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2013 The Man Who Died in His BoatKranky Ruins is Grouper's “unplugged” record, essentially, as much as that might sound odd for a musician who has always put acoustic guitar and piano and voice at the core of her work.
“I hear you calling and I want to go/ Run straight into the valleys of your arms,” she sings on “Holding”, her multi tracked close harmonies reminiscent of Low circa The Curtain Hits the Cast. In “Clearing”, she keeps her vocal range between the notes of her piano chords, as though she were seeking refuge there, and her wispy voice frequently dissolves into indecipherability, like cold breath passing through a beam of sunlight.
Multi tracking offers a way of hiding behind her own shadow, and her foot rarely leaves the piano's sustain pedal, even on the instrumental numbers. The opening “Made of Metal”, essentially a means of clearing the air, is just a slow, ritualistic drumbeat wreathed in the sound of distant frogs.
The affective work of Ruins is to translate with heartfelt precision the time and space of its recording, to collapse the world of its making and its consumption. Ruins is one of her finest works, full to the brim with emotion in spite of the aching space at its heart.
Just Harris and a piano for the most part, it’s a stripped-bare set that unfolds slowly and almost shocks you out of your seat when an unforeseen accouterments like the pinging of a microwave on instrumental piece ‘Labyrinth’ pierces the elegiac elegance. Whereas Harris has often used drones, fuzz, white noise and feedback to overwhelm the humanity her music, here she is exposed and unadorned.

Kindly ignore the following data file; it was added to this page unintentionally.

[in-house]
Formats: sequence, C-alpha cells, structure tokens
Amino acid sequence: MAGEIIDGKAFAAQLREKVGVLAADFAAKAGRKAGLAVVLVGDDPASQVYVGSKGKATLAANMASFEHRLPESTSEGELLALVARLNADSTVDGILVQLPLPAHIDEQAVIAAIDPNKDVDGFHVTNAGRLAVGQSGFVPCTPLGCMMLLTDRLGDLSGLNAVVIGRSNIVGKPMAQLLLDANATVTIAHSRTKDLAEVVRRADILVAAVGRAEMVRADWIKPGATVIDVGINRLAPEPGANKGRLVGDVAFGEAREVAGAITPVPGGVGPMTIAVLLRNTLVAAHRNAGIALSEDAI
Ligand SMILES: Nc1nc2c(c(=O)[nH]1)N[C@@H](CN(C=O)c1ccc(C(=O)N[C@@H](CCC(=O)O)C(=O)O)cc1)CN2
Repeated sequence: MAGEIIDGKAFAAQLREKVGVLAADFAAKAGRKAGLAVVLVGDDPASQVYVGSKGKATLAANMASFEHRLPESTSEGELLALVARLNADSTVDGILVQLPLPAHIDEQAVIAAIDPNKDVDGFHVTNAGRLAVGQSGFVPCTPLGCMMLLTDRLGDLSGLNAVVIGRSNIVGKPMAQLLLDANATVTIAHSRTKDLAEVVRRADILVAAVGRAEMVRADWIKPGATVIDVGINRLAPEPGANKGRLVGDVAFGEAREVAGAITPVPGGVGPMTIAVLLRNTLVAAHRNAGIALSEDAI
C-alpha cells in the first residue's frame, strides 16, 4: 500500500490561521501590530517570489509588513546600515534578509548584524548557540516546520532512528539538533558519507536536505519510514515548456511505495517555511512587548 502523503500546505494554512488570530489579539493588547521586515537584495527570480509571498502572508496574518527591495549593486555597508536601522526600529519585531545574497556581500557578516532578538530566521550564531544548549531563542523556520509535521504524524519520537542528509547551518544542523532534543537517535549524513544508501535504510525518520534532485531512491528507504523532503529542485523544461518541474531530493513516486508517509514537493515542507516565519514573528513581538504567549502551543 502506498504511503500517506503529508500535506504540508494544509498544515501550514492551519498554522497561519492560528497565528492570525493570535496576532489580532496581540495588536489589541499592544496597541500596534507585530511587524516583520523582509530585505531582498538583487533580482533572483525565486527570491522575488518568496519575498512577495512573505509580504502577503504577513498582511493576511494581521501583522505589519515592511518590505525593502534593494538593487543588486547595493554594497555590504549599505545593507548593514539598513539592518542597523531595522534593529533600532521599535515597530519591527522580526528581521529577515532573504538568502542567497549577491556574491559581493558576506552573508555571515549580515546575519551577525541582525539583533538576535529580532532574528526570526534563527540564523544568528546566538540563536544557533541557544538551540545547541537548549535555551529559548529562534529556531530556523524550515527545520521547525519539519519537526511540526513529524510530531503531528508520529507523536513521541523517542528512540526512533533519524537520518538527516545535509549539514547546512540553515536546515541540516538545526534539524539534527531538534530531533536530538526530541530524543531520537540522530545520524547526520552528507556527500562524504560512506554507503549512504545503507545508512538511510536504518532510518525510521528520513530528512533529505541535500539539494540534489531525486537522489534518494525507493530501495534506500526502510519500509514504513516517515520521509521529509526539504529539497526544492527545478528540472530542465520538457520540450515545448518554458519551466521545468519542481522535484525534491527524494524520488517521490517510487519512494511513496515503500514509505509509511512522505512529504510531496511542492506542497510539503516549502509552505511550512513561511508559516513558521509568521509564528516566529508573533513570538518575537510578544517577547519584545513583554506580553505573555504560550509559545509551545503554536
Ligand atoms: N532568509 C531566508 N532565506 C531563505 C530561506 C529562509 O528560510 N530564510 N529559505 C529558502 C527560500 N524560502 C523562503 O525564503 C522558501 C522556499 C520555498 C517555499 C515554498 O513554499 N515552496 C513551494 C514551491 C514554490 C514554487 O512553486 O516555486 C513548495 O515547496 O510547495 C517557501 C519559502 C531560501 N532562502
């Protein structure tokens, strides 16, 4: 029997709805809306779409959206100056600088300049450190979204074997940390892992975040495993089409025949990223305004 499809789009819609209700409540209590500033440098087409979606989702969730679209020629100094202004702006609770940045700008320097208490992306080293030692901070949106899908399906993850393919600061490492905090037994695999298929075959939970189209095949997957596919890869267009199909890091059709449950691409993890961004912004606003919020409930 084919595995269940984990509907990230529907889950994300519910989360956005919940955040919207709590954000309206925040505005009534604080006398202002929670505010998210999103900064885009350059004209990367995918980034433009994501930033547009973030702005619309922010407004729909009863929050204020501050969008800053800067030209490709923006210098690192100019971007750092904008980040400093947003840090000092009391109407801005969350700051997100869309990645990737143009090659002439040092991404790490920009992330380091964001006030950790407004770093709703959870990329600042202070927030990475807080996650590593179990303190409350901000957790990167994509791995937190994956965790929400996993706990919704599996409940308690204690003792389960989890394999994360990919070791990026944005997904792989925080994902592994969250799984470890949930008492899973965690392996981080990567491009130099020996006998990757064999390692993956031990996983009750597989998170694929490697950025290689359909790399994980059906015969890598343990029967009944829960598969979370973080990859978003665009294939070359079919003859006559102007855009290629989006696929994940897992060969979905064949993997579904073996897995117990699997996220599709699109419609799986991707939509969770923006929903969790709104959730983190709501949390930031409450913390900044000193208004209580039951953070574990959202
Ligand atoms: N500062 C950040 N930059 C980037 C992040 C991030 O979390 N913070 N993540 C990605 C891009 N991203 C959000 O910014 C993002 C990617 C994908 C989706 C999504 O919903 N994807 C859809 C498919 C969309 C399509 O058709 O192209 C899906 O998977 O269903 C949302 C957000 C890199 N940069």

Ruins is the tenth studio album by American musician Liz Harris under the stage name Grouper. It was released in the United States on October 31, 2014, on Cranky.
In a statement accompanying the announcement of the album's release, Liz Harris described its recording process: Ruins was made in Alter, Portugal in 2011 on a residency set up by Valeria He dos Boys.
I recorded everything there except the last song, which I did at mother's house in 2004. It was the first time ID sat still for a few years; processed a lot of political anger and emotional garbage.
Recorded pretty simply, with a portable 4-track, Sony stereo mic and an upright piano. When I want recording songs I was hiking several miles to the beach.
I left the songs the way they came (microwave beep from when power went out after a storm); I hope that the album bears some resemblance to the place that I was in. Regarding “Call Across Rooms”, Harris stated that “the song is on one level very plain and literal, about a letter I wrote for someone I loved and could not get along with.
On a more subconscious, poetic level, it is a letter to myself, as aspiration to love better.” The “microwave beep” occurs at the end of “Labyrinth”.
On August 14, 2014, Harris announced the album's title. Prior to the album's October 31 release, the tracks “Call Across Rooms” and “Holding” were released, both of which were awarded Pitchfork's Best New Track” status.
Professional ratingsAggregate scoresSourceRating AnyDecentMusic? 8.0/10 Meta critic 80/100 Review scoresSourceRating Music Clash 9/10 Consequence of Sound B Drowned in Sound 8/10 Fact 4.5/5 Mojo Me 8/10 Pitchfork 8.8/10 Formatters 7/10 Uncut 6/10 Upon its release, Ruins received critical acclaim.
Ruins was later named the fifth best album of 2014 on Pitchfork. The album also placed 13th in The Wire's annual critics' poll.
In 2018, Pitchfork ranked Ruins at number 18 on its list of the 30 best dream pop albums. “Call Across Rooms”2:594.” Labyrinth”3:485.” Lighthouse”5:446.” Holofernes”1:337.” Holding”7:578.
“Made of Air”11:24Total length: 39:41 ^ Gordon, Jeremy (August 14, 2014). “ Grouper Announces New Album Ruins”.
“ I felt incapable of finding love”: Grouper opens up about isolation and her stunning new album Ruins”. “Listen to Grouper's Lullaby of a New Song, “Call Across Rooms ".